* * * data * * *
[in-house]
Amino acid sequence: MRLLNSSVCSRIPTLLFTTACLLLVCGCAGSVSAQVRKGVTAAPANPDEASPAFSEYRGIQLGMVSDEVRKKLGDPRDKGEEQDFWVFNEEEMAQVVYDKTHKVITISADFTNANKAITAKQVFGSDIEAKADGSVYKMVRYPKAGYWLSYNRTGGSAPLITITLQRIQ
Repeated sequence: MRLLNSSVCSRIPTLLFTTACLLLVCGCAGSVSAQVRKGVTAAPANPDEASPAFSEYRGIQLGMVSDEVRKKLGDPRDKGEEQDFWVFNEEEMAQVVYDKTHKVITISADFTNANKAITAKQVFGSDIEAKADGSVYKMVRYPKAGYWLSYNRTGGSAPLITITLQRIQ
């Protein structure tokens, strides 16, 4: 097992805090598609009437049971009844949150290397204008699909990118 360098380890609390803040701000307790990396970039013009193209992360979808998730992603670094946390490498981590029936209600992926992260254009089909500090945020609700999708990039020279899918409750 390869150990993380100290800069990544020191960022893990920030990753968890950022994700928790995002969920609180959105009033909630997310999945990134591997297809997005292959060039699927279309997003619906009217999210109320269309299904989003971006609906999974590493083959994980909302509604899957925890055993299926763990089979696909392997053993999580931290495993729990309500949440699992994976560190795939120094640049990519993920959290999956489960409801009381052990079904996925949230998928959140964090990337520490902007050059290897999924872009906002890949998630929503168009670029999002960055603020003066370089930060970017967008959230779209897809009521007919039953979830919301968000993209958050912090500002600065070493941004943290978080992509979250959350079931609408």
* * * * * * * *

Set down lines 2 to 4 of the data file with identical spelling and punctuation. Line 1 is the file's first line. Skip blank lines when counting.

Amino acid sequence: MRLLNSSVCSRIPTLLFTTACLLLVCGCAGSVSAQVRKGVTAAPANPDEASPAFSEYRGIQLGMVSDEVRKKLGDPRDKGEEQDFWVFNEEEMAQVVYDKTHKVITISADFTNANKAITAKQVFGSDIEAKADGSVYKMVRYPKAGYWLSYNRTGGSAPLITITLQRIQ
Repeated sequence: MRLLNSSVCSRIPTLLFTTACLLLVCGCAGSVSAQVRKGVTAAPANPDEASPAFSEYRGIQLGMVSDEVRKKLGDPRDKGEEQDFWVFNEEEMAQVVYDKTHKVITISADFTNANKAITAKQVFGSDIEAKADGSVYKMVRYPKAGYWLSYNRTGGSAPLITITLQRIQ
């Protein structure tokens, strides 16, 4: 097992805090598609009437049971009844949150290397204008699909990118 360098380890609390803040701000307790990396970039013009193209992360979808998730992603670094946390490498981590029936209600992926992260254009089909500090945020609700999708990039020279899918409750 390869150990993380100290800069990544020191960022893990920030990753968890950022994700928790995002969920609180959105009033909630997310999945990134591997297809997005292959060039699927279309997003619906009217999210109320269309299904989003971006609906999974590493083959994980909302509604899957925890055993299926763990089979696909392997053993999580931290495993729990309500949440699992994976560190795939120094640049990519993920959290999956489960409801009381052990079904996925949230998928959140964090990337520490902007050059290897999924872009906002890949998630929503168009670029999002960055603020003066370089930060970017967008959230779209897809009521007919039953979830919301968000993209958050912090500002600065070493941004943290978080992509979250959350079931609408």